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This week we have a piece on consent in yoga classes, written by our very own frolicnaked! Tori / frolicnaked is a long time yoga student, high school teacher, and VP SSM. She blogs about yoga and other things over at Anytime Yoga.
"Did you sign one of the new waivers?"
"No. Do I need to?"
My yoga instructor had moved studios, and after a bit of flailing at other studios around town, I'd followed -- at least for my group class wants. Unfortunately, the old paperwork remained at the old studio.
My teacher shrugged. "I mean, just for liability purposes."
"Sure." I reached for a pen. "I mean, we both know that you're not going to ask me to do anything that's not good for me."
"And even if I do that accidentally, you're going to say no, and that's that."
At this point, I've been practicing with my current teacher for something like five years. We've built up a lot of mutual trust and respect over time.
However, the key words there are "built up." As in, respect and trust are qualities we have actively worked to establish and still actively work to sustain and deepen. A lot of that came through continued communication, which in turn came with a lot of trial and error. In addition to classes and workshops she led, we also took a number of workshops together where we were both students. In those especially, she's heard me speak about a practice that, as a student, I find deeply troubling.
I'm not sure if this is the case for other physical activities where form can be important -- and to be fair, is often important for the sake of safety rather than solely for ideas about "correctness" -- but I've known it to be reasonably common for yoga teachers to offer hands on adjustments to students. Some use this frequency as a preferred method of instruction, some do it occasionally for certain asanas or issues, some rarely if ever employ these adjustments. All in all, though, I've come to expect the possibility of hands on adjustments in every yoga class I attend. Moreover, because there is so much variation in how teachers approach this, it is difficult for me as a student to anticipate how best to respond to make my needs and boundaries known.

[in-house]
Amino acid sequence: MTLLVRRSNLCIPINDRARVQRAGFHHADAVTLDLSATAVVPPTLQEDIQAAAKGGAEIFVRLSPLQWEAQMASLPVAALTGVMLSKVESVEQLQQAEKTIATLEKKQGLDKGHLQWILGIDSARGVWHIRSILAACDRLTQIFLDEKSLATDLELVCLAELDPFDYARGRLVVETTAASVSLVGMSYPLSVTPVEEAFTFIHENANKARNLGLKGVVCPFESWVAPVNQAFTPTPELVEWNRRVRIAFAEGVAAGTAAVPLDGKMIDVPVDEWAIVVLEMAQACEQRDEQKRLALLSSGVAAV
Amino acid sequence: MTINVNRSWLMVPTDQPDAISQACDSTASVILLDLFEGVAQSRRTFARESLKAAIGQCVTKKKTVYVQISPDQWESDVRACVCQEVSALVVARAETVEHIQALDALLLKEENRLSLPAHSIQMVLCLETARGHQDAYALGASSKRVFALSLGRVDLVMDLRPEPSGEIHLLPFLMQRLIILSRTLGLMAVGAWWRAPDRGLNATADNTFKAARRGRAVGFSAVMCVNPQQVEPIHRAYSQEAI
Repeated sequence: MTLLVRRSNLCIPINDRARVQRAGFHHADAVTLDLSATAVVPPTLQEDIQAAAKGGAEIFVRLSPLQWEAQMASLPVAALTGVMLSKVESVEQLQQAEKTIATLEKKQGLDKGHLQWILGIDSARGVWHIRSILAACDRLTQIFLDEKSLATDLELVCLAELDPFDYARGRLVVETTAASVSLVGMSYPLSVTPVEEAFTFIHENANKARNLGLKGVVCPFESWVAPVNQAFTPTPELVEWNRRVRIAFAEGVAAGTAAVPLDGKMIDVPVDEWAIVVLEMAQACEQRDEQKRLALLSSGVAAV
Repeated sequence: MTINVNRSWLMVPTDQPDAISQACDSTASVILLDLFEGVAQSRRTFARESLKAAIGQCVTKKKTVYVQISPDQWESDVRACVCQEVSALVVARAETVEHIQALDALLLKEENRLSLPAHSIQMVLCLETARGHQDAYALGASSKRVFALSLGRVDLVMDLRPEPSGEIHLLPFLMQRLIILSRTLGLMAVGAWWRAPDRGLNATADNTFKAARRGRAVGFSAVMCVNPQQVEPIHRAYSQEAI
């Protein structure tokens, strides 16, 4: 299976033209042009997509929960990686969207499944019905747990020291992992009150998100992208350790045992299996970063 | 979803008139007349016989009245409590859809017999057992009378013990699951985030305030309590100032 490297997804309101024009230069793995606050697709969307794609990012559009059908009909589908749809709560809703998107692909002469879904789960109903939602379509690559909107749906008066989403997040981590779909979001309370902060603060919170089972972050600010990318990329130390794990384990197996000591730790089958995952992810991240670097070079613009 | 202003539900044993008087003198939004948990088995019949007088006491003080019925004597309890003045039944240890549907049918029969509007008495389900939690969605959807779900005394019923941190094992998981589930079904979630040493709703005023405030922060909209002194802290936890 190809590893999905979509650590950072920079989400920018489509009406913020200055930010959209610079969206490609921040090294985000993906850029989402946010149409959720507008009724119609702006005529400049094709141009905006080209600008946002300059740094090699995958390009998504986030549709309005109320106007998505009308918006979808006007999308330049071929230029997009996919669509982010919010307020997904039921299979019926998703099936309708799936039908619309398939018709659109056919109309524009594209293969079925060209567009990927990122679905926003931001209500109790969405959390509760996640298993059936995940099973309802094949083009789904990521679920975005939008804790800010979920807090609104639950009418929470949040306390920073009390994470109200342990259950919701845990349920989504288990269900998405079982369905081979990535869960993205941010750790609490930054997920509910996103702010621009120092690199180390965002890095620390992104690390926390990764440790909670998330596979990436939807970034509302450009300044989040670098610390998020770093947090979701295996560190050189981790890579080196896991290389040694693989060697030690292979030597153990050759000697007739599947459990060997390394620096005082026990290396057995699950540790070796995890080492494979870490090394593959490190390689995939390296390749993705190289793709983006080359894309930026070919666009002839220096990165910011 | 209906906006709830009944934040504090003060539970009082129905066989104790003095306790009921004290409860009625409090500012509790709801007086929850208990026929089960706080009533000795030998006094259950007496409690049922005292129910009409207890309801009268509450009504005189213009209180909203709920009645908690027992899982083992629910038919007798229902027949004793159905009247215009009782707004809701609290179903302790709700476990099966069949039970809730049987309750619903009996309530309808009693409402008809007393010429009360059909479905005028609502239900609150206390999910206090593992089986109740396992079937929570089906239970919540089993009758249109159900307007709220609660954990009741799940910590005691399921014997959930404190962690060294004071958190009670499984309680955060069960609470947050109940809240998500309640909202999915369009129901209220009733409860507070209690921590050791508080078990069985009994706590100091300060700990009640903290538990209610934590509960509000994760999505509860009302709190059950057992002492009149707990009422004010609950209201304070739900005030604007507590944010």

In fourteen years of practice, I have only ever been creepily "assisted" in yoga class one time. Well, twice -- but by the same instructor in the same class. So I sort of lump the whole class as a single experience in my mind.
It was a class in a commercial gym rather than a college or community center or yoga studio. The instructor presented as male. I cannot explain it well now -- maybe because it was only 90 minutes out of my 32 years of existence -- but something about this class struck me as Not the Same. Nothing discernible as a red flag but perhaps some subtler hints that this was not going to be the same kind of safer space I'd come to appreciate in the yoga classes I frequented. An emphasis on the "power" in the class description of Power Flow, repeated references to words like "sculpt" and "burn." An unstated assumption that bodies should conform to asana instead of poses conforming to people.
And a triangle pose.
One hands on.
I won't call it an adjustment. I will not dignify it with the term.
But a hand -- a couple of fingertips, maybe -- tracing first along the side of my hip, then following the curvature of my butt. And on the other side. Not rotating my shoulders open, but a hand along the front of my chest -- my breasts.
I shuddered and did not go back.
Don't get me wrong. I completely appreciate why some yoga teachers perform hands on adjustments.
In some cases, they serve to prevent an emergency or other imminent injury. For purposes of this post, I'm going to posit that these are a categorically separate set of circumstances. (Like, if you think I'm going to snap my neck in headstand, I'd probably spot first and ask questions later too.)
When a student is having particularly complicated or frustrating troubles with a posture, sometimes telling or even showing are not the most efficient means to the end. As a student of yoga myself, I get it. There is no substitute for muscle memory. Sometimes telling is not enough, showing is not enough. Sometimes feeling it my body is the only way to get through to me.